Holiday stress is a by-product of the season. By having a strategy to avoid and manage the pressure of the holidays you can glide through the season.
When we start to see the decorations, listen to the jingle-bell music and start to smell the pine we prepare for the joy the season promises. What we don’t always bargain for is the significant amount of stress, pressure and tension that can accompany the holidays – especially for the person (mostly women) in charge of decorating, organizing family celebrations, buying the presents and making the food.
With all the joy and togetherness that we expect as part of the holidays, they can also bring sad memories or make some of us feel alone. The holiday season is usually also accompanied by low temperatures and little sunlight, which can contribute to the seasonal blues. We see all the hustle and bustle of the season and for various reasons we may not feel like we are able to march to the Little Drummer Boy’s beat this year.
In short, holiday season can be filled with delight but can also lead to a great deal of stress and strain. So, what can you do to cope with holiday stress?
It may sound too simple, but we often forget that having a plan to manage the season can help us roll into end of the holidays feeling energized and invigorated and ready for what the New Year brings.
Manage Expectation – yours and other peoples’:
- Plan ahead
Being organized helps. Look at the calendar and plan specific days for shopping, baking, decorating, wrapping and visiting. By planning ahead we can avoid anxiety as time becomes tight.
- Set limits
Be honest with yourself about what you can and cannot do. Think about it in terms of time, energy and finances. Set a budget for yourself for all three. Allocate the time it will take you to do something, the energy you will devote to a project and the money you will spend on to make it all happen.
Focus on Self Care:
- Take time for yourself
For you to accomplish everything that needs to be done you will need to refill your tank – you can’t run on empty. Build in quiet time each day to relax and unwind. Allow time for quiet reflection, whether it is time spent in meditation or in taking a relaxing bath.
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- Get some exercise each day
The first thing that often goes is the time we devote to exercise. During this time of year it often seems like we don’t have time to exercise. Exercise makes us feel better (particularly when it is finished) and is an important part of maintaing our energy level and positive mood. It really should be the last thing to go!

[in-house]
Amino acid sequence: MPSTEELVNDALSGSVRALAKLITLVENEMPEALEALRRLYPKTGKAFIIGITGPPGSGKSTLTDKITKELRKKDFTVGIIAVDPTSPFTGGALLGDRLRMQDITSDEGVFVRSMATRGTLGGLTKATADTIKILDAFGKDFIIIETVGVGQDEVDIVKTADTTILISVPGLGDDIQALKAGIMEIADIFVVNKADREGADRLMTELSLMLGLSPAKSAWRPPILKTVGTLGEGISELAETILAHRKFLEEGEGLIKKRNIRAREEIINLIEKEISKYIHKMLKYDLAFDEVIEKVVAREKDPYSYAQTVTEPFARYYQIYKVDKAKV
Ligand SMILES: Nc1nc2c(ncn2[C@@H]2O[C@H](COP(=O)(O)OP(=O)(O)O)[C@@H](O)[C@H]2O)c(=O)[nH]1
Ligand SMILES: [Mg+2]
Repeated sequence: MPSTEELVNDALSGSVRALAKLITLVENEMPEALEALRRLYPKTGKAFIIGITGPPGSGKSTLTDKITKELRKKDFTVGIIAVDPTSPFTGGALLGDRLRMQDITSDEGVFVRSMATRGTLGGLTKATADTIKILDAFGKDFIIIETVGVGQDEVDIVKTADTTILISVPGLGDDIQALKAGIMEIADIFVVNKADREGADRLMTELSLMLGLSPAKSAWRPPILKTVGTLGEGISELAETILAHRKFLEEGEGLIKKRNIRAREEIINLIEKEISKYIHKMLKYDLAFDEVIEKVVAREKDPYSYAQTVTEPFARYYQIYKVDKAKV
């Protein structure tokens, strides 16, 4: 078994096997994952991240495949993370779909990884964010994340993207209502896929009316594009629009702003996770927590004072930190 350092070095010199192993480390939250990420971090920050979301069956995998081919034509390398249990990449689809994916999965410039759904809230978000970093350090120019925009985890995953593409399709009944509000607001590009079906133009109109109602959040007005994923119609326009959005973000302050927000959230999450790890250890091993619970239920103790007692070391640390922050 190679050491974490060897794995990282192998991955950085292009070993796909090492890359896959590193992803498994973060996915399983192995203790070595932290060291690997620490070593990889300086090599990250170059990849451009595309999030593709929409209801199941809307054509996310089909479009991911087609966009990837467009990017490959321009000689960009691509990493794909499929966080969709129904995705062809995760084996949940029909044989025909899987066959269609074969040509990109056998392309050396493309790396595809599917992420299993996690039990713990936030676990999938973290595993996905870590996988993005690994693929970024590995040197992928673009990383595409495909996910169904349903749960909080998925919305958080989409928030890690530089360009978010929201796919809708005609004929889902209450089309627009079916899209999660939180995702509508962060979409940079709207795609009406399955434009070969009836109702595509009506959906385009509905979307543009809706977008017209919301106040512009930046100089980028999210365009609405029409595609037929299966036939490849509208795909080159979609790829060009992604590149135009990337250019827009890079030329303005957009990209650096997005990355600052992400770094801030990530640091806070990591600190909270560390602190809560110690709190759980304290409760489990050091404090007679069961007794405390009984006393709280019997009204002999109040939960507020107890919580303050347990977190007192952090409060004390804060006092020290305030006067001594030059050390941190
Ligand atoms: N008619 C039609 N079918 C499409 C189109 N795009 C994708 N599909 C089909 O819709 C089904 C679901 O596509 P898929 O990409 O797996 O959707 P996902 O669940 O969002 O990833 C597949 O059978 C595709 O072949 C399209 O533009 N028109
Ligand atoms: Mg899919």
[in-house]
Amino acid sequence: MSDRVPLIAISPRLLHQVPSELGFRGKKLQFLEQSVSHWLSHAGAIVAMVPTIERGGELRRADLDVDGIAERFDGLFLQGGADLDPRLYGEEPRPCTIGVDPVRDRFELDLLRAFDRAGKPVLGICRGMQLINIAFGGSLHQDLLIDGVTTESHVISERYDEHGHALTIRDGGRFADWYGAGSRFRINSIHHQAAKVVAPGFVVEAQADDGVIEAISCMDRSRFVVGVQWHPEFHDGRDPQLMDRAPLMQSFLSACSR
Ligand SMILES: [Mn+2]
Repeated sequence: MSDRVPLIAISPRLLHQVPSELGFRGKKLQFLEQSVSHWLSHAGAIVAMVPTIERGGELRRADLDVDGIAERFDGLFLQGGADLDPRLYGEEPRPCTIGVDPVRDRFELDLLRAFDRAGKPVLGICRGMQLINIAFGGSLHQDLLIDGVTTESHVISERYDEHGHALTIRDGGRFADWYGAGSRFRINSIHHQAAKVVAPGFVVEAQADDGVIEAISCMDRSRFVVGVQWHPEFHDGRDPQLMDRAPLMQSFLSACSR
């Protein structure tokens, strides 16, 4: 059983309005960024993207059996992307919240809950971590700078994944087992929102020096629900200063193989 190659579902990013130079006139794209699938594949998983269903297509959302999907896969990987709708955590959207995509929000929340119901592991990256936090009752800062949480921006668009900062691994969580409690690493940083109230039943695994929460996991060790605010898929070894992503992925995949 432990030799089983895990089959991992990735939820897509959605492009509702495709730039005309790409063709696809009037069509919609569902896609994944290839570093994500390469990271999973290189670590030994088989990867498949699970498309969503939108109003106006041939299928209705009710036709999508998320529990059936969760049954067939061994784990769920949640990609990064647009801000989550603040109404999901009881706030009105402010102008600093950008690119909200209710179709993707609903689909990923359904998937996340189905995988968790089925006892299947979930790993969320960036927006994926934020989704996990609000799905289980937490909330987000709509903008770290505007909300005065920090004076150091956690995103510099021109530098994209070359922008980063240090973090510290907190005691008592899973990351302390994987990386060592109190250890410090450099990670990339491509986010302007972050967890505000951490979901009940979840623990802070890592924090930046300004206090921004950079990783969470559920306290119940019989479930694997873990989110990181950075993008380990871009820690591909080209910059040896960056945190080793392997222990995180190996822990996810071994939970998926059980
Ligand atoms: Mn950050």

If you can’t get in a full exercise session at the gym, look for small opportunities throughout the day – accept that parking in the far ends of the lot may give you the chance to get a walk and think about trimming the tree as proving you the stretching that you missed at the gym.
- Get outside
When the weather allows spend some time outside. If this is impossible, at least sit close to a sunlight window when you can.
Researchers are finding that our mood is influenced by a complicated relationship between sunlight and hormones. As winter starts to rob us of sunlight it becomes important for us to compensate by being more determined to get some rays.
- Step away from the table
The holidays are filled with goodies. Usually everywhere we look there is something to eat. It is hard to resist. And maybe you shouldn’t resist – totally. Don’t deprive yourself of the goodies but at the same time don’t overdo (as hard as that may be).
This is not the time to set lofty weight loss goals (those can be saved for next year). A good goal would be to enjoy the holidays and make the decision to be “ok” with just maintain the weight and not gain weight. This can be accomplished through moderation. Plan not to graze through the entire month of December but allow yourself to eat and enjoy in moderation on the special holiday occasions and get-togethers.
Recognize the Role of Traditions and Rituals:
The holidays are about connection. This time of year is about connecting with family and friends, our spiritual part and with our past. This is why traditions and rituals are an important part of the season – they provide an anchor.
However, anchors can also be weights. Maybe something changed for your this year – a loss, a death, a divorce, an illness – and you just don’t “feel the season.” Remember everything does not have to be “perfect” or a duplicate of last year. Families change, they grow and they shrink – they evolve. While it is important to honor traditions and rituals it is also important to be open to creating new ones that flow with the reality of our lives.
As you prepare for the season that can be filled with both a joy and stress remember that as happy and stressful as this month is – it will pass. Before we know it the time for a new year will be here and we will look back on this holiday season with contentment or relief.
Dr. Ines K. Roe has been helping women in transition rediscover themselves for over 20 years. If you’ve been feeling unfulfilled, are frustrated with your sense of accomplishment in midlife, or simply need guidance on your path to holistic well being, consider her ecourses.